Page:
Of course, in a North American context, such remarks will always be judged alongside the published recommendations of the National Research Council. Alberta's indications on the late-stage gestation needs for threonine are considerably above those cited by NRC in 1998. Other work at the same center has reported that whereas NRC-98 said non-pregnant sows needed 36 mg/kg0.75 of lysine per day for maintenance, the daily lysine requirement in a high-productivity population of Hypor sows was determined to be about 30% greater at 49 mg/kg0.75.
There is also a seasonal factor to be taken into account. In Alberta's results, the heat production of the sows was shown to be at its lowest when their dietary lysine was at least adequate, at 46.8 mg/kg0.75. The risk of heat stress on sows in the summer months often is addressed by an adjustment of the nutrient density of their diet as compensation for any downturn in daily feed intake. While feeding less crude protein to the sow in hot times certainly works, however, the percentage reduction achievable in practice is limited by the necessity of maintaining the balance of amino acids available through the feed.
A common way of judging the essential amino acids (apart from lysine) required by the lactating sow depends on determining how much she secretes in her milk. But this is appropriate only for those amino acids actually involved in milk production. Therefore, it says little about the requirement for maintenance or growth.
Kansas State University researchers have drawn attention to the further difficulty of a lack of published studies into the requirement of the lactating sow for sulfur amino acids. Their own investigations have yielded clues that the ratio of total sulfur amino acids to lysine should be well above 50%, not the 48% calculated from NRC-98 recommendations.
Optimal lactation diet formulations are also now said to be increasingly related to the sow's parity. The case is made for special feeding of first-parity females so that their daily lysine intake is maintained despite a typically smaller appetite for feed. It also appears that for these same animals, achieving top reproduction results imposes an even higher lysine requirement than for most milk production.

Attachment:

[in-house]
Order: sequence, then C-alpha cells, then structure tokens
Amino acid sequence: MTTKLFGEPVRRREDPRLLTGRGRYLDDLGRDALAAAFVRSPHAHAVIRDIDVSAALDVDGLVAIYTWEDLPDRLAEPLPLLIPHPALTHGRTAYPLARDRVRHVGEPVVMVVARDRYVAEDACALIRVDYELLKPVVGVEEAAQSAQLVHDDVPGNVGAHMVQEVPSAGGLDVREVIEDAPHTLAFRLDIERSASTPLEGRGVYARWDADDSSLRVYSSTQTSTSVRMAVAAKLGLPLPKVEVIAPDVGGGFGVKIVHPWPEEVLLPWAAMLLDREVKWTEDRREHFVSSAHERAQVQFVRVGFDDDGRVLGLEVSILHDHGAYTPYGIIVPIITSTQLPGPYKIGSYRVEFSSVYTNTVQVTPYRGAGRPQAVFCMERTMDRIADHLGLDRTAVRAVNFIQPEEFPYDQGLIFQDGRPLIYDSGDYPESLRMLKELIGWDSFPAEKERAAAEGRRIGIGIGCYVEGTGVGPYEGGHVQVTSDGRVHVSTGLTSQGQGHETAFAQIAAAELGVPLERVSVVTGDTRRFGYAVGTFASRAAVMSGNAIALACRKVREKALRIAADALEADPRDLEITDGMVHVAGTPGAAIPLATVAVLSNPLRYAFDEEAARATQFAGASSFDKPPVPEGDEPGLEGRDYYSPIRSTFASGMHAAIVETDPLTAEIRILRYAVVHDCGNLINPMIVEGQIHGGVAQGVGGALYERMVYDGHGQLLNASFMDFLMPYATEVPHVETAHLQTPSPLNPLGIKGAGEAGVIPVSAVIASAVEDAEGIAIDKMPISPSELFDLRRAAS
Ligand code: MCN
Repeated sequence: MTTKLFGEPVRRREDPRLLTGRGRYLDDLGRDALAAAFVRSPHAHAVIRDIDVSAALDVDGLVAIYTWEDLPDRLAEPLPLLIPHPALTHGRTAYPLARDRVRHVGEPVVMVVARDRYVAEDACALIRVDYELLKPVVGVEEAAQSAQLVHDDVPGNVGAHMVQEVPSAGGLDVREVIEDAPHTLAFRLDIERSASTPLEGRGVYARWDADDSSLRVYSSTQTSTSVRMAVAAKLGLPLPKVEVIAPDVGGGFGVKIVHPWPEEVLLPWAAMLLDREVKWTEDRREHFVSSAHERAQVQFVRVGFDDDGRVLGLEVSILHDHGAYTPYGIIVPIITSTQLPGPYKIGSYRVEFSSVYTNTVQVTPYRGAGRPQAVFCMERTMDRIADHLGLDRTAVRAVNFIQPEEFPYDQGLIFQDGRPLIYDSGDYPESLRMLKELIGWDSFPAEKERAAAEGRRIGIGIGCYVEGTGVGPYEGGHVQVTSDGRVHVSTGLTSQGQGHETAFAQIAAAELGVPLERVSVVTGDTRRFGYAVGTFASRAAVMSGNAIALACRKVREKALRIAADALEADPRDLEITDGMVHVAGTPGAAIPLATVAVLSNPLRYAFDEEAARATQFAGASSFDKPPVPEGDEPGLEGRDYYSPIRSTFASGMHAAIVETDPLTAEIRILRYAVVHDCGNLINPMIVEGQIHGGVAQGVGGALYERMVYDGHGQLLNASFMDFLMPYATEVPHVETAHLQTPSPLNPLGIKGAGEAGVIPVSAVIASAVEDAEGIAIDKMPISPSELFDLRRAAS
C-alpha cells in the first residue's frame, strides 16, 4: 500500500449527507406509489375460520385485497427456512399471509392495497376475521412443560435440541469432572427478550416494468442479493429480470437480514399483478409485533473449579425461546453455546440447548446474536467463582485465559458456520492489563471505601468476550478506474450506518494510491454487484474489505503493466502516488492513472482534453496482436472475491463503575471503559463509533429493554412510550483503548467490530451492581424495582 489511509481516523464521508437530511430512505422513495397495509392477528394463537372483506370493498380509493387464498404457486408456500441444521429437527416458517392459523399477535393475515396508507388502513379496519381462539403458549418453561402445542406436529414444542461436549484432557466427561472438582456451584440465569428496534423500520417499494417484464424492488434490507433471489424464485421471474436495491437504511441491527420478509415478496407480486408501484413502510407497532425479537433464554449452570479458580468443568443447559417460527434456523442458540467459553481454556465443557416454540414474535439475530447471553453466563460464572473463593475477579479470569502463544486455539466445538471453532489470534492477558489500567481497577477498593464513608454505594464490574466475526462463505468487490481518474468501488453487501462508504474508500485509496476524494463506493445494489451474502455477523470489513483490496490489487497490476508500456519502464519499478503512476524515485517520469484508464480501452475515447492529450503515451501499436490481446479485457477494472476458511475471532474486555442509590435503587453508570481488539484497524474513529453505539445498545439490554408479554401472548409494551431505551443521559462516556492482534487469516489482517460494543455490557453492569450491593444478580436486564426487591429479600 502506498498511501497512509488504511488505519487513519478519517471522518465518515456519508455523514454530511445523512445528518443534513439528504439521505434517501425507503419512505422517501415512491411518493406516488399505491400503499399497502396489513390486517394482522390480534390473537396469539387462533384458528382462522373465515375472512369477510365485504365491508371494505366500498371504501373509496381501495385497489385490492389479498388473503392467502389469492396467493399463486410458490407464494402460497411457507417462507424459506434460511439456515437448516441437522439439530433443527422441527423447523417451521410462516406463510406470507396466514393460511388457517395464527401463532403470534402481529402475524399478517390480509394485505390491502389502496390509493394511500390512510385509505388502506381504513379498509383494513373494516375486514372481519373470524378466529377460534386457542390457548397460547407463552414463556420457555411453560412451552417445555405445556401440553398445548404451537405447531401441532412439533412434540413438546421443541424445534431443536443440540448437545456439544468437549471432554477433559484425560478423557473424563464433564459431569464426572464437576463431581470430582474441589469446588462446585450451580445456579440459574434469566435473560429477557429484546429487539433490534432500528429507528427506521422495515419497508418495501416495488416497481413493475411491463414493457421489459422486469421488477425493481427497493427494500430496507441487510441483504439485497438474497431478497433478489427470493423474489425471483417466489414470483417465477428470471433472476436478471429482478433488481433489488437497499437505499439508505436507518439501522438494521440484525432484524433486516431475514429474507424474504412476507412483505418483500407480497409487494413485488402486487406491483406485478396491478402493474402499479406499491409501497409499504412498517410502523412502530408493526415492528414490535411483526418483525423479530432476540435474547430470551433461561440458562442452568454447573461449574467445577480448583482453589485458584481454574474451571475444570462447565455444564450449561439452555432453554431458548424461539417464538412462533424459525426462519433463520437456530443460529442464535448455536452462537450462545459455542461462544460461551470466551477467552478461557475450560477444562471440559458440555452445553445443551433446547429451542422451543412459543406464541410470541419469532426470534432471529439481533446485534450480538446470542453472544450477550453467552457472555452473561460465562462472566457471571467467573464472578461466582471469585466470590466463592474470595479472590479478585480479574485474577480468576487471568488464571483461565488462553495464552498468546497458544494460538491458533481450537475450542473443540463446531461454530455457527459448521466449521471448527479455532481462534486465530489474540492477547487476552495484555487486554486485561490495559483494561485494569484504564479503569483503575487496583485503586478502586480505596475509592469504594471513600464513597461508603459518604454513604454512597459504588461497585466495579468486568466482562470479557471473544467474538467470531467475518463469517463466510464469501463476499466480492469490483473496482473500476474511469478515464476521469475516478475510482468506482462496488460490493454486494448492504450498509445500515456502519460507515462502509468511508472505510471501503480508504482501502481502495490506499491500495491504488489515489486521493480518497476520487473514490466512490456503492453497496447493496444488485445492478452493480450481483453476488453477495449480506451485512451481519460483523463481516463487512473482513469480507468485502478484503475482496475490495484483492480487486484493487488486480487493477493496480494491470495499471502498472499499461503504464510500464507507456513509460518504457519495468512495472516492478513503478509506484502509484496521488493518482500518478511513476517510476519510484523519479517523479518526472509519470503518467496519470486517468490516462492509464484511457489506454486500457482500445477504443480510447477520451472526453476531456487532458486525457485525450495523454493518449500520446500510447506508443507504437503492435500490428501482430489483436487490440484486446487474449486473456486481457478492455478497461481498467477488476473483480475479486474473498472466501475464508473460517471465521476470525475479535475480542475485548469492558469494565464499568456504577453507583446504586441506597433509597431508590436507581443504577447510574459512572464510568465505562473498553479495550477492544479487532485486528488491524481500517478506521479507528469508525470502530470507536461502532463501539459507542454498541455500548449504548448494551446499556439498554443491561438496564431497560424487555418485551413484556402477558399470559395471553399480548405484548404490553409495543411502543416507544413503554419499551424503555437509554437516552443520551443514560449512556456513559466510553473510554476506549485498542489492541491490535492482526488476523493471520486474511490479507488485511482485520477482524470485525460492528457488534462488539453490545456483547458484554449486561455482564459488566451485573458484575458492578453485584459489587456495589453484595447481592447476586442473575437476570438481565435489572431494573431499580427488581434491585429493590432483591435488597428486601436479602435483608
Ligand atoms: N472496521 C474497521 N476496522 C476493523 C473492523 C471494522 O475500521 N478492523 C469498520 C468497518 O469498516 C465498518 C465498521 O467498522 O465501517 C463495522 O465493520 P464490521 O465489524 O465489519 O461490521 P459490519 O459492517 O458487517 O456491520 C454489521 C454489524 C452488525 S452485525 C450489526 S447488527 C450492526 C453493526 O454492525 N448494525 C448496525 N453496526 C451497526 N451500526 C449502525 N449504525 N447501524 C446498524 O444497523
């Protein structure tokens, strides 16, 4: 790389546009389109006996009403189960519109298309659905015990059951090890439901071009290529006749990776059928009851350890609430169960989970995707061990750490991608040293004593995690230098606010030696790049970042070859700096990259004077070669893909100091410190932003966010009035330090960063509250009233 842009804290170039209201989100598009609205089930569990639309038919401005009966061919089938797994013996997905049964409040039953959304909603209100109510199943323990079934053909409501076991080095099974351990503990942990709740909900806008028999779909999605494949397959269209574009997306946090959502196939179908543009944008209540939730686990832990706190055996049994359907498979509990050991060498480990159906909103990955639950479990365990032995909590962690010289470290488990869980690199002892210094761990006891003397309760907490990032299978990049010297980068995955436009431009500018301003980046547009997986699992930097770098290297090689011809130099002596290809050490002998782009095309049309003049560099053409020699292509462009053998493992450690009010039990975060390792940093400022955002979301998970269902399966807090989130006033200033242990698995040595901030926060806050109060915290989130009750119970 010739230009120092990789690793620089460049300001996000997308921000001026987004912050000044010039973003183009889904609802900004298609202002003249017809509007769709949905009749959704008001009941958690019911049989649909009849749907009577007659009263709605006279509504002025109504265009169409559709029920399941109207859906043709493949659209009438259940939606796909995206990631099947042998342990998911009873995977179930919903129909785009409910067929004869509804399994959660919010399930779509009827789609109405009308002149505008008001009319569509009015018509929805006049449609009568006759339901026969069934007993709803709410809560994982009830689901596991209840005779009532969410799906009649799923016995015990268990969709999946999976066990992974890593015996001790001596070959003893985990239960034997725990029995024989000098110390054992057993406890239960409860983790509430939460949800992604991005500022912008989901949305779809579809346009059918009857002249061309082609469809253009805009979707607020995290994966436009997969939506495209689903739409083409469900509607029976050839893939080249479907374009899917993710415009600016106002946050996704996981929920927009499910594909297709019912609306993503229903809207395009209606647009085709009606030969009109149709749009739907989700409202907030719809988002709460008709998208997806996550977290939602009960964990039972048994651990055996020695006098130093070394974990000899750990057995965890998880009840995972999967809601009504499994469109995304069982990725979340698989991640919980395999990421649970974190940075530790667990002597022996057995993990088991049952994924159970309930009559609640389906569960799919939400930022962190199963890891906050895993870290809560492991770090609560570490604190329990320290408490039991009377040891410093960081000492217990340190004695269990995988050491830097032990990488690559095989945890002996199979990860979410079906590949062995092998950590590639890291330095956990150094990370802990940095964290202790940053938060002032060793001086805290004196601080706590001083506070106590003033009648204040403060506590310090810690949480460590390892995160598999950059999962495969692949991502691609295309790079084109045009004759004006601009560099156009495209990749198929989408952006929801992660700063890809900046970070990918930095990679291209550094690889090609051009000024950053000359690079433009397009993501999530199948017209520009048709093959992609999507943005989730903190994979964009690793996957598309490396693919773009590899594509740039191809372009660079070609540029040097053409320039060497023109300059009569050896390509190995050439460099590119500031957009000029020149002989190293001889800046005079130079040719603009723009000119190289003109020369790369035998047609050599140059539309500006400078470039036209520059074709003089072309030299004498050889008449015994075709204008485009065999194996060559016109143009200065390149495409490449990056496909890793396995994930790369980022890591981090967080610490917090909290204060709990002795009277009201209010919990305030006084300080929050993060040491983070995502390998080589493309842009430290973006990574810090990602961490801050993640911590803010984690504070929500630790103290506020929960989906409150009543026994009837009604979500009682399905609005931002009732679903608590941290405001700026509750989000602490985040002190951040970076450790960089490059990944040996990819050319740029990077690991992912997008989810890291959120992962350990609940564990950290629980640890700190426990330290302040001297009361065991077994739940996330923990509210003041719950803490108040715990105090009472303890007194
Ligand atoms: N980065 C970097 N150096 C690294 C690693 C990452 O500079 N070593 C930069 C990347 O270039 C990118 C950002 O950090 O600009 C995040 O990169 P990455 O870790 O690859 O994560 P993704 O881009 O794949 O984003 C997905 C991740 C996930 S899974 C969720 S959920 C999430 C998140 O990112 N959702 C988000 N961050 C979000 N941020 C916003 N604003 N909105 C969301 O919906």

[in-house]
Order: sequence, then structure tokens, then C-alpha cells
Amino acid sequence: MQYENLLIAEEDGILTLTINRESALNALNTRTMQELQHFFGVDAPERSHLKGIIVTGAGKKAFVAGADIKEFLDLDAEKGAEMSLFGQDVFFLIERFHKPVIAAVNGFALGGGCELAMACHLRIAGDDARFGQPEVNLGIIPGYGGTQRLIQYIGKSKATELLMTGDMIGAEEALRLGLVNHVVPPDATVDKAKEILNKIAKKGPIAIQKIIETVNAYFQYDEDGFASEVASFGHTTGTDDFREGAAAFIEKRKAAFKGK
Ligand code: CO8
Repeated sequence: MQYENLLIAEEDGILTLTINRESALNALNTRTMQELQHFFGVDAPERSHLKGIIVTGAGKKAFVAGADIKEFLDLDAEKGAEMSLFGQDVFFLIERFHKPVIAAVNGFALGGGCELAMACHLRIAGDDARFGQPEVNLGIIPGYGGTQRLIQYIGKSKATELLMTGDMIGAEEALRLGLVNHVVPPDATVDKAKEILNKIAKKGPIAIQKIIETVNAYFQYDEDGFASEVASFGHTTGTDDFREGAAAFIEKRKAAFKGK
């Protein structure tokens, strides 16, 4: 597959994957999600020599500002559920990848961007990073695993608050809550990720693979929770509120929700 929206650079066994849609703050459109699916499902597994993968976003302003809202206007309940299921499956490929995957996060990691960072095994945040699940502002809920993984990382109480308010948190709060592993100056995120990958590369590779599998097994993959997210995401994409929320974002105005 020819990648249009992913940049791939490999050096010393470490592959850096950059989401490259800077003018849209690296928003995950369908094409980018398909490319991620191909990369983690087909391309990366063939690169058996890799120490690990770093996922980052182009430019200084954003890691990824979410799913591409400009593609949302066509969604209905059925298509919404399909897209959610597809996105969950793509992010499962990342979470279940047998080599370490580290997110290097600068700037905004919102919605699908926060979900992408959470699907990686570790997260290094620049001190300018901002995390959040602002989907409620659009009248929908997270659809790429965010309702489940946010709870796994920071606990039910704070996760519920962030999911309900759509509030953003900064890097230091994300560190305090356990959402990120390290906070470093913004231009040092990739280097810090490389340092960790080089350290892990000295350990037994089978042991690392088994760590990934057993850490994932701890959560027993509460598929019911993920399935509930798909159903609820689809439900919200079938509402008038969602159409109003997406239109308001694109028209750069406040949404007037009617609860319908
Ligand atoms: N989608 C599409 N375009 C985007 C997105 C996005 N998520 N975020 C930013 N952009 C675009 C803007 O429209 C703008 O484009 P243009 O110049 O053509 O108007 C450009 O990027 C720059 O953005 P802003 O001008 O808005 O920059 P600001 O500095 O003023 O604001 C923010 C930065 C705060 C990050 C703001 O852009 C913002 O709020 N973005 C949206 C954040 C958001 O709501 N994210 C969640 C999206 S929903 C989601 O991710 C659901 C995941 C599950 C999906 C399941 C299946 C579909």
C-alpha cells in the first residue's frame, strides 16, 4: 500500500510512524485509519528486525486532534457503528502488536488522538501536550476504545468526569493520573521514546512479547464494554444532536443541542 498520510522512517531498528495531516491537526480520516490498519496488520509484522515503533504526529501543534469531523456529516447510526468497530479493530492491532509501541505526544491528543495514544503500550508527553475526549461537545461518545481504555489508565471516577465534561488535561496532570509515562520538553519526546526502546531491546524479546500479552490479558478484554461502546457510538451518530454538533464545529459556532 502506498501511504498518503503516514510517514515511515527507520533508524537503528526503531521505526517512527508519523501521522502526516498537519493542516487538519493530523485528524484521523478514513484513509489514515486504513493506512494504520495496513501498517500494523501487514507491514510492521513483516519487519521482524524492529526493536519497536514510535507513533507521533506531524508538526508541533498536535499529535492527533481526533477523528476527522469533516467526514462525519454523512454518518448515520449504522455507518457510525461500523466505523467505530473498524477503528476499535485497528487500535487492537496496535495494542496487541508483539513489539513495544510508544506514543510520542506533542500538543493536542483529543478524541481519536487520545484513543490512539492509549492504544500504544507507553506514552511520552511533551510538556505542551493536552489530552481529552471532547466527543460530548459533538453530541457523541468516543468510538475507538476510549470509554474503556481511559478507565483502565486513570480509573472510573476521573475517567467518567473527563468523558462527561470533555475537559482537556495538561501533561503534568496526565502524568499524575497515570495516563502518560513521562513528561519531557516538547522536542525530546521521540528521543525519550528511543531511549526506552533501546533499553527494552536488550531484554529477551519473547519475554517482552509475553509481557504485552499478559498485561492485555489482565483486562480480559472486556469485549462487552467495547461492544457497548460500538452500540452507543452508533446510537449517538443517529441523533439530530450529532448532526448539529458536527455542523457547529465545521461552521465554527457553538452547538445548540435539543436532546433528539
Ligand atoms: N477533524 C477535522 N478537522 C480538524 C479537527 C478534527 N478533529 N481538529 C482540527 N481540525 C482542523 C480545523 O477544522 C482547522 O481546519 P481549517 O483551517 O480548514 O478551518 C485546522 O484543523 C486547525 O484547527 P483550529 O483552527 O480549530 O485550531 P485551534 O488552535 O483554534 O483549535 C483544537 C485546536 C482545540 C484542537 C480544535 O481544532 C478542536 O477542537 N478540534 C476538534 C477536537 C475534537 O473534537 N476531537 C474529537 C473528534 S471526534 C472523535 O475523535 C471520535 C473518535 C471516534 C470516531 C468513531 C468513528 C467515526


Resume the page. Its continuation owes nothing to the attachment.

Feeding by parity imposes obvious strains on storage and equipment inventory as well as on management control.
Nevertheless, herd owners with enough sows and an appropriate production site organization to handle separate feeds should benefit from the split approach. It should certainly be less expensive than the alternative of giving a higher-nutrient diet to all sows in the herd.
In fact, the case is being made for multiple-phase feeding of modern high-performing sows in both gestation and lactation.
This could supply the extra nutrients considered useful in late gestation, rather than the usual approach of providing the same feed type in a set amount each day throughout pregnancy. It would recognize the parity differences in lactation.
There should be the additional advantage of a saving in total feed usage, particularly if late-gestation increases succeed in cutting the loss of backfat cover during lactation so that less compensatory feeding is needed to restore condition after the next weaning.
Special first-parity formulations for both gestation and lactation also can take account of new research, such as that published last year in the Journal of Animal Science, arguing for an increased supplementation of arginine in diets given in the first parity as a boost to pre-weaning piglet growth rates. The weight gained while in the suckling period was significantly better for piglets from supplemented sows.